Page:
Attention to Detail
Here's round #3 on the twill sampler. On the road to finishing it, I discovered one threading error, four mistakes in treadling, which I ripped back and redid (I learned that I have to watch the pattern with an eagle eye, and not be dsitracted by listening to an audio book), and then, after completing the weaving and rereading the directions, noticed that the language asks you to make a "blanket" for this sample.
Does "blanket" mean that I should be weaving the sampler from more blankety materials, like wool? I imagine that a twill sampler in heathered, Harrisville yarns would be beautiful. Or is "blanket" just a generic term, meaning bigger than the typical sample of a minimum of 7 by 10 inches?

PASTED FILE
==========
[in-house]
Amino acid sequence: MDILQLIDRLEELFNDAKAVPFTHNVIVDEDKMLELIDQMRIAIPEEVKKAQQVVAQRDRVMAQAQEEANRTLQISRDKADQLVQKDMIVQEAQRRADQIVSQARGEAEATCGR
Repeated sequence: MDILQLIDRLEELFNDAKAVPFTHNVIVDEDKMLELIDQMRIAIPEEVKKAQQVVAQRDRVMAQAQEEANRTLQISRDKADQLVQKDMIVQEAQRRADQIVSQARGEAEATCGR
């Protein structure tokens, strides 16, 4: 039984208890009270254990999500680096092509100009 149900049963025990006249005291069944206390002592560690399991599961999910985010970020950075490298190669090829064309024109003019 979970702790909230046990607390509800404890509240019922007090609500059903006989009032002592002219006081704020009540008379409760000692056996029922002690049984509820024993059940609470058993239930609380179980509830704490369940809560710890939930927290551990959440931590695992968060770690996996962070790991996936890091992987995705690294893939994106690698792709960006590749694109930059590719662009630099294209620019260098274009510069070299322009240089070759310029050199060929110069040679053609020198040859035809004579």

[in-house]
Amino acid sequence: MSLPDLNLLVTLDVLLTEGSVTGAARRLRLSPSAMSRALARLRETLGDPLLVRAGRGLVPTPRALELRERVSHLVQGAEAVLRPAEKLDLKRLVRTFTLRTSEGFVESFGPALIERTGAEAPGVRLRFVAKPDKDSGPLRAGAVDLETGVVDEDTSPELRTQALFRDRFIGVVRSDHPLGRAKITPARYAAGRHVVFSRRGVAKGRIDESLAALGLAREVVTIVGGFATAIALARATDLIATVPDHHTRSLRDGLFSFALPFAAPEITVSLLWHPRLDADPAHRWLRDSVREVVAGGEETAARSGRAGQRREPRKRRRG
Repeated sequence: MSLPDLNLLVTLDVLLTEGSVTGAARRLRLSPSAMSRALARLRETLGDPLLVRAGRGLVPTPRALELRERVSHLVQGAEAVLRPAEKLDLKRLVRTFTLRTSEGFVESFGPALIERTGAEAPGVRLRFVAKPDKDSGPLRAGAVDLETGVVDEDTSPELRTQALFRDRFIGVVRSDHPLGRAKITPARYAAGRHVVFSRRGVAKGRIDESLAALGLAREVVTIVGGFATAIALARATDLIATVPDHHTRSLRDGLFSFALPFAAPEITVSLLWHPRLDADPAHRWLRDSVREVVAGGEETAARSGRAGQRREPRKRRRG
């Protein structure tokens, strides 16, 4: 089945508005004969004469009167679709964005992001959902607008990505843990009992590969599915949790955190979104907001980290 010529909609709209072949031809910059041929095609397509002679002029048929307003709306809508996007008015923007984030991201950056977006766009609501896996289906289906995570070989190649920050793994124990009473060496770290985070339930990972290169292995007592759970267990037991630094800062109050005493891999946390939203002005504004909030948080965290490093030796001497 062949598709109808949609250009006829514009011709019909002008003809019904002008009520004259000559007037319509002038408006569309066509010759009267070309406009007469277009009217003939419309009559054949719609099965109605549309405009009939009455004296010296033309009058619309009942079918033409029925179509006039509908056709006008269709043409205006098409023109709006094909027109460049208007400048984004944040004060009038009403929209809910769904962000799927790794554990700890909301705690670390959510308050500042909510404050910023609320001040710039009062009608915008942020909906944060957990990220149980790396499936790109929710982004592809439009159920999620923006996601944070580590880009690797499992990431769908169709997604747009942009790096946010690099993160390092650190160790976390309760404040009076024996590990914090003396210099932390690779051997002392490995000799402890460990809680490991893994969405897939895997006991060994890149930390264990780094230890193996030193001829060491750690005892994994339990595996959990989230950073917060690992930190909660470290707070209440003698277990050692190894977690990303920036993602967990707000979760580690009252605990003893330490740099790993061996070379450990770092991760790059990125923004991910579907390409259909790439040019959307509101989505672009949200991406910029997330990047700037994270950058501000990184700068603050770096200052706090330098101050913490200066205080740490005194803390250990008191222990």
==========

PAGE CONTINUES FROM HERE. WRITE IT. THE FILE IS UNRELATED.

I'll be saying this for the next two years - weaving is this wierd fusion of creativity and attention to detail. You have to suspend reliance on product and outcome and place yourself into process and serendipity. At the same time, you have to count carefully, be incredibly anal retentive in the many steps of setting up the loom - especially threading correctly, into the right heddles, no threads crossed, everything at even tension.
I'm guessing that I'll either learn patience and attention to detail, or keep finding myself where I was at 5 am this morning - wide awake, thinking about threading the loom, changing the plan for the warp, considering that I should have wound a single-color warp for this sample instead of stripes. Remember the Pushmi-Pullyu from the Doctor Doolittle books? That's how I feel.